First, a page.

My friend Stacy, local taxi expert and historian, called and left me a message this morning telling me that the bell ringing (hence, belled-in) was the ringing of a telephone that was next to the taxi queue. The telephone rang (the ringing of the bell) and the next taxi driver in line picked up and answered, I am assuming, with note book or paper pad in hand, writing down the address. With that, off the driver went to the fare. I find this all very interesting but so far I have been unable to find a source (other than Stacy) that can provide more information upon the subject. But in my search tonight I did find an interesting and amazing site. I encourage you to look at the photographs of the slain drivers the site features. For me it is truly heartbreaking. All of us cabbies know how dangerous the job can be. Thankfully Seattle is a very safe city in which to ply the trade. All we get are for the most part very irritating drunks. This past Saturday morning I take the extremely drunk couple to their address on Third Avenue West near Seattle Pacific University. I stop directly in front of their house but no they say, keep going. I proceed another block or so then they say gruffly "Turn around! What is your taxi number!?" like it is all my fault they didn't get out initially. Drunks! Don't we love them!?
Taxi Driver Memoriam List & World of Taxi Website & Taxi-Library.org
A taxi veteran of many years (beginning in 1975), Mr. Charles Rathbone of San Francisco has created and founded this wonderful source of information on "all subjects taxi." I bet he knows all about the history of the bell and hope he contacts me. One part of his site lists the names and cities of 2, 132 taxi drivers that have been slain on the job over a span of four centuries. The list ends with Romulo Magdusal of Lapu Lapu City, the Philippines, killed July 1st of this year. Somewhere in the middle of the list a Seattle driver, Gordon C. Perry, was killed on New Year's Eve, January 1st, 1969. The list begins way back in the year 1680, with the murder of one Philip Caps on April 10th, 1680 in London, England, his taxi of course being horse-drawn. I can't recommend this site more highly.
Andrew, Son of Mario: Reason to Believe?
In the Wednesday, July 20th, 2011 edition of the New York Times you will find an editorial about the local taxi world, recommending that the current governor sign a bill passed by the New York State Legislature expanding taxi service in New York City, specifically the other (or outer burroughs). I have been following this issue for a while and I am intrigued with the possible conclusion. Mayor Bloomberg wants to license as many as 30,000 additional livery cabs but now equipped with meters to serve Brooklyn, Queens and all the other sections of New York City that never see one of those ubiquitous Yellow ( the official number, 13,230) taxis except in Manhattan. The amazing statistic is that all those Yellow (New York Cabs) spend 97.5 per cent of their time picking up either at the airports or in Manhattan. By the way, the first time I took a taxi in NYC in January 1990 it was in an original Checker Cab, probably one of the last on the road. Like all good New York drivers, he protested while taking us to Brooklyn. Since the one I can't mention knew the way, the a__hole had no choice. Bloomberg had to petition the State Assembly to take up the issue because he encountered some strong opposition, namely Medallion Financial, which has a great monetary interest in maintaining the status quo. This is the fun part of the story.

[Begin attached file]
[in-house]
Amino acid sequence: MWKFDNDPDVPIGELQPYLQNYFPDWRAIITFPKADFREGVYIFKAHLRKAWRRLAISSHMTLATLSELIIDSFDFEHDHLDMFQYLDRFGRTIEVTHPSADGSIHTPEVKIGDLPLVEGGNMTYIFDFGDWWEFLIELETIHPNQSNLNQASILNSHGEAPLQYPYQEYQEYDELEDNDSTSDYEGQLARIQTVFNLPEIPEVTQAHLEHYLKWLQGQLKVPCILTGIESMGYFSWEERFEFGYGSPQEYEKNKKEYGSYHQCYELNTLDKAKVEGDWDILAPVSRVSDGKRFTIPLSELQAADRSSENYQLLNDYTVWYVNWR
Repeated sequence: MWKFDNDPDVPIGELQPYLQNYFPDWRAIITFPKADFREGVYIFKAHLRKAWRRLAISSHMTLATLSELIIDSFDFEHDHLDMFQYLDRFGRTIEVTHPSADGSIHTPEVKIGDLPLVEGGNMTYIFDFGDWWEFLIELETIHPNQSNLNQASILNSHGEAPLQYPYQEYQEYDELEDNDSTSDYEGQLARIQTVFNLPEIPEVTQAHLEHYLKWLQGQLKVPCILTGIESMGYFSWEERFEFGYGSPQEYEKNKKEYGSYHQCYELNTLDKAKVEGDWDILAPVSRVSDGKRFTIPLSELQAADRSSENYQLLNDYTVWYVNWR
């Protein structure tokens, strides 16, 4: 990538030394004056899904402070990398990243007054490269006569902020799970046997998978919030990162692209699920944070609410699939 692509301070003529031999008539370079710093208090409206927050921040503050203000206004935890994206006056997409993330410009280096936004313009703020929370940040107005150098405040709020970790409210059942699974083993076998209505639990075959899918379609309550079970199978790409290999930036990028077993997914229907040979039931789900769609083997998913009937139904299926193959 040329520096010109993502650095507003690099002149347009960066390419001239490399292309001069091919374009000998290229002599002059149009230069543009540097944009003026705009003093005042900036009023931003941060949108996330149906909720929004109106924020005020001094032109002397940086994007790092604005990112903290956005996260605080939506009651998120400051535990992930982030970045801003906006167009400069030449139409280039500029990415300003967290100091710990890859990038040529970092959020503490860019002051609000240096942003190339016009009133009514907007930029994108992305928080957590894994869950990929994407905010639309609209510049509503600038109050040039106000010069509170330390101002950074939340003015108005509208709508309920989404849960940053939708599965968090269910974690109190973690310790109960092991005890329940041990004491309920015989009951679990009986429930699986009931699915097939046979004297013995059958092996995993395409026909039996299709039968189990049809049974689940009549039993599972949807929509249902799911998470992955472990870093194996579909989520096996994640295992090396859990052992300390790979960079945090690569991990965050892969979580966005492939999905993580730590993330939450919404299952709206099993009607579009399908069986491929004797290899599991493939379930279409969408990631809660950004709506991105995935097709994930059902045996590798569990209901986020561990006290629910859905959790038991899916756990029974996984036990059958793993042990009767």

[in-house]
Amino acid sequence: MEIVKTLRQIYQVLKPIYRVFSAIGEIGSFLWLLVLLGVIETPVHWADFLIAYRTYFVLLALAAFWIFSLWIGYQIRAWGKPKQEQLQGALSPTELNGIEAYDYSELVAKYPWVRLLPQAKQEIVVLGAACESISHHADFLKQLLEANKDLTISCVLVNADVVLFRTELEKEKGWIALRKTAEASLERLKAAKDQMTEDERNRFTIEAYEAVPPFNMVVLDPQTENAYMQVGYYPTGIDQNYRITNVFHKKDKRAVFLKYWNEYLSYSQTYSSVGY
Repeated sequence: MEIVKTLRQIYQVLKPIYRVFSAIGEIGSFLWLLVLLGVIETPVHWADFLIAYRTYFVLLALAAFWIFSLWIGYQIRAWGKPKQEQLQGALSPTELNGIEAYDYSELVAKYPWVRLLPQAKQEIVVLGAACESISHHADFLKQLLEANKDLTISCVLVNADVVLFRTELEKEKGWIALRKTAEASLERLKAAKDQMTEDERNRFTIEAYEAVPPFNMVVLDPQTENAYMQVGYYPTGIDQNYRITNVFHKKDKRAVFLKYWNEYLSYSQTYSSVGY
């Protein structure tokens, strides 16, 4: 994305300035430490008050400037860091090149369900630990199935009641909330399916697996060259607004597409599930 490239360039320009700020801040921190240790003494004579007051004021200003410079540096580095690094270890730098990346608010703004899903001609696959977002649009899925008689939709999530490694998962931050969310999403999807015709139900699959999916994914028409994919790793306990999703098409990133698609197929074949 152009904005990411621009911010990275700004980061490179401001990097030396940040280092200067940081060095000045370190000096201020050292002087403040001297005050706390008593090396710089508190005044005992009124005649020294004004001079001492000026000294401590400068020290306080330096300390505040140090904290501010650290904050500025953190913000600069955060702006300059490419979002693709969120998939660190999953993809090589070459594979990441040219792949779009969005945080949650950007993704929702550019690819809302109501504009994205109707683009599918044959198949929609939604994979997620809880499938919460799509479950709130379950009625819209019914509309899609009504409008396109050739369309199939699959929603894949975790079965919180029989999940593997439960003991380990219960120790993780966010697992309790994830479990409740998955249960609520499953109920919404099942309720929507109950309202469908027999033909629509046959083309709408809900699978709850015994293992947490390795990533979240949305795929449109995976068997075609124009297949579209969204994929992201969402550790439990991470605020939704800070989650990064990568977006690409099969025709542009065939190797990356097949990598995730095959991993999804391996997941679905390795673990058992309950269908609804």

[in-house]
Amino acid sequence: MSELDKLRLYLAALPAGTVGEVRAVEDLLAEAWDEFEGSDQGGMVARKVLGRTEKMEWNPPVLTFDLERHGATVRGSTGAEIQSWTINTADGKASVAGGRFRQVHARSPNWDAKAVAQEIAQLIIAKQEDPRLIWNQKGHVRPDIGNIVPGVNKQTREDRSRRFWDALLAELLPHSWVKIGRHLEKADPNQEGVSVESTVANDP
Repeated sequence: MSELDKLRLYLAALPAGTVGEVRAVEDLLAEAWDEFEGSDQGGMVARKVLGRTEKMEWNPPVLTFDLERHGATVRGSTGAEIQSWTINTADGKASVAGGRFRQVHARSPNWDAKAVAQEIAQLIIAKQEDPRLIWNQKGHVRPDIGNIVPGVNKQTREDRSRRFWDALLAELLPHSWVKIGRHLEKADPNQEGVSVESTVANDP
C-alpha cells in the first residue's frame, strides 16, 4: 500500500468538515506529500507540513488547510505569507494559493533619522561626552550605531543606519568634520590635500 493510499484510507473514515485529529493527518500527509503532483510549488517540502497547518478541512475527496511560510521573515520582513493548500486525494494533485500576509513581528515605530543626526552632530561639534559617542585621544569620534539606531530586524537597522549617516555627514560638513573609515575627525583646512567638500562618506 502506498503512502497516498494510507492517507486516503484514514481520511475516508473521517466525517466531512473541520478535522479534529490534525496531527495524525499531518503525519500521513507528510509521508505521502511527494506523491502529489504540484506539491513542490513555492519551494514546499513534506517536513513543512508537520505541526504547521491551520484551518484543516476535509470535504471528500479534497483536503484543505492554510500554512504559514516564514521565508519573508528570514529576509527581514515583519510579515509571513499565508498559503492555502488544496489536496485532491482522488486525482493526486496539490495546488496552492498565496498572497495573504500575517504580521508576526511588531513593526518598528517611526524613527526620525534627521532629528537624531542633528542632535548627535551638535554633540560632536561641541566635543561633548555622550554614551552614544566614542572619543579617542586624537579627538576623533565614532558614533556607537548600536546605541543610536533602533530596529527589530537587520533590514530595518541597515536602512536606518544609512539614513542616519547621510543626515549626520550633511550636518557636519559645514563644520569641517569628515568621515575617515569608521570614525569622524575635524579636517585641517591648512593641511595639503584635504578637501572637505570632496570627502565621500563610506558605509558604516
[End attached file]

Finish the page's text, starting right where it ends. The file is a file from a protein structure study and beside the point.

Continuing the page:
All Mayor Bloomberg wants is that the ENTIRE city receive equal taxi service. Now there is nothing stopping the Yellow taxis from ambling over to Brighton Beach or Neptune Avenue and picking up the tens of thousands salivating for a taxi. Nothing but complete ignorance of course, a trait also readily located in Seattle. I will explain in a new moments.
The situation in NYC is that the majority of the folks now driving all those Yellow cabs learned all they needed to know (at least this is what they think) by sitting back home in packed theatres watching American movies with all those beautiful people riding in Yellow taxis in of course downtown Manhattan. Where the hell is Brooklyn, they say? Or Queens or the Bronx or Staten Island? They weren't mentioned on the silver screen. They seem not to know nor care. Of course all the money is in Manhattan and all that maddening traffic. What the drivers don't realize that if they just drove across the Brooklyn Bridge their lives would be so much easier.
I appear to be having some problems. Just a few minutes ago about half of this current entry was wiped out though it had been saved. I will just publish what I have and come back to it later.